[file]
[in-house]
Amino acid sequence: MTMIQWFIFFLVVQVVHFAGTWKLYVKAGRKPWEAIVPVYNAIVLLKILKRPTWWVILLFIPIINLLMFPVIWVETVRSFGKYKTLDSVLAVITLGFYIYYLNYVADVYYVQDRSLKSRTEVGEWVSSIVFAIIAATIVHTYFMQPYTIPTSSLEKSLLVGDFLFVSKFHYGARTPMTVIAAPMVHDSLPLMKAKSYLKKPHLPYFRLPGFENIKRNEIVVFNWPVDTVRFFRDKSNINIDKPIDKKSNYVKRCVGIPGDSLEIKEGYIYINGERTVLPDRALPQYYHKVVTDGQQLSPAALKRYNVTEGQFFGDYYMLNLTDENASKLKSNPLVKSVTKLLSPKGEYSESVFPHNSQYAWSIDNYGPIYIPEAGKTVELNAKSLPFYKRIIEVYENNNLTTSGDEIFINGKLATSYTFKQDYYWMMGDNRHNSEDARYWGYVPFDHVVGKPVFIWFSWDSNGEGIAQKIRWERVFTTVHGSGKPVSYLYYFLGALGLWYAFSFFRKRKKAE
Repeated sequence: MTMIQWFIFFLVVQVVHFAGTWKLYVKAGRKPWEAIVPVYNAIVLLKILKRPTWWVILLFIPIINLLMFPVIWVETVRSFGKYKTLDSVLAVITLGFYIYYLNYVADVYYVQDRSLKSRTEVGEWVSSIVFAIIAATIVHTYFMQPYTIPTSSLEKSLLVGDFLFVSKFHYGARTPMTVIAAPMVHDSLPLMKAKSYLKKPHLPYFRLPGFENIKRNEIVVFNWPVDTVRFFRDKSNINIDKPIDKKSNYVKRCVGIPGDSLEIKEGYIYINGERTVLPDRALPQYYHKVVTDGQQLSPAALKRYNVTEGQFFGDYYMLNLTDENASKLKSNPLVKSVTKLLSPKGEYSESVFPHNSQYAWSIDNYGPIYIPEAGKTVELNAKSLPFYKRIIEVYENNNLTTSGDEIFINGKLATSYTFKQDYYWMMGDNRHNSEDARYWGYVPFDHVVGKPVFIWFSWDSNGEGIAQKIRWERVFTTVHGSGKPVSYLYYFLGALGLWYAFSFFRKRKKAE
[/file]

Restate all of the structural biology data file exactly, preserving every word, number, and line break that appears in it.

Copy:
[in-house]
Amino acid sequence: MTMIQWFIFFLVVQVVHFAGTWKLYVKAGRKPWEAIVPVYNAIVLLKILKRPTWWVILLFIPIINLLMFPVIWVETVRSFGKYKTLDSVLAVITLGFYIYYLNYVADVYYVQDRSLKSRTEVGEWVSSIVFAIIAATIVHTYFMQPYTIPTSSLEKSLLVGDFLFVSKFHYGARTPMTVIAAPMVHDSLPLMKAKSYLKKPHLPYFRLPGFENIKRNEIVVFNWPVDTVRFFRDKSNINIDKPIDKKSNYVKRCVGIPGDSLEIKEGYIYINGERTVLPDRALPQYYHKVVTDGQQLSPAALKRYNVTEGQFFGDYYMLNLTDENASKLKSNPLVKSVTKLLSPKGEYSESVFPHNSQYAWSIDNYGPIYIPEAGKTVELNAKSLPFYKRIIEVYENNNLTTSGDEIFINGKLATSYTFKQDYYWMMGDNRHNSEDARYWGYVPFDHVVGKPVFIWFSWDSNGEGIAQKIRWERVFTTVHGSGKPVSYLYYFLGALGLWYAFSFFRKRKKAE
Repeated sequence: MTMIQWFIFFLVVQVVHFAGTWKLYVKAGRKPWEAIVPVYNAIVLLKILKRPTWWVILLFIPIINLLMFPVIWVETVRSFGKYKTLDSVLAVITLGFYIYYLNYVADVYYVQDRSLKSRTEVGEWVSSIVFAIIAATIVHTYFMQPYTIPTSSLEKSLLVGDFLFVSKFHYGARTPMTVIAAPMVHDSLPLMKAKSYLKKPHLPYFRLPGFENIKRNEIVVFNWPVDTVRFFRDKSNINIDKPIDKKSNYVKRCVGIPGDSLEIKEGYIYINGERTVLPDRALPQYYHKVVTDGQQLSPAALKRYNVTEGQFFGDYYMLNLTDENASKLKSNPLVKSVTKLLSPKGEYSESVFPHNSQYAWSIDNYGPIYIPEAGKTVELNAKSLPFYKRIIEVYENNNLTTSGDEIFINGKLATSYTFKQDYYWMMGDNRHNSEDARYWGYVPFDHVVGKPVFIWFSWDSNGEGIAQKIRWERVFTTVHGSGKPVSYLYYFLGALGLWYAFSFFRKRKKAE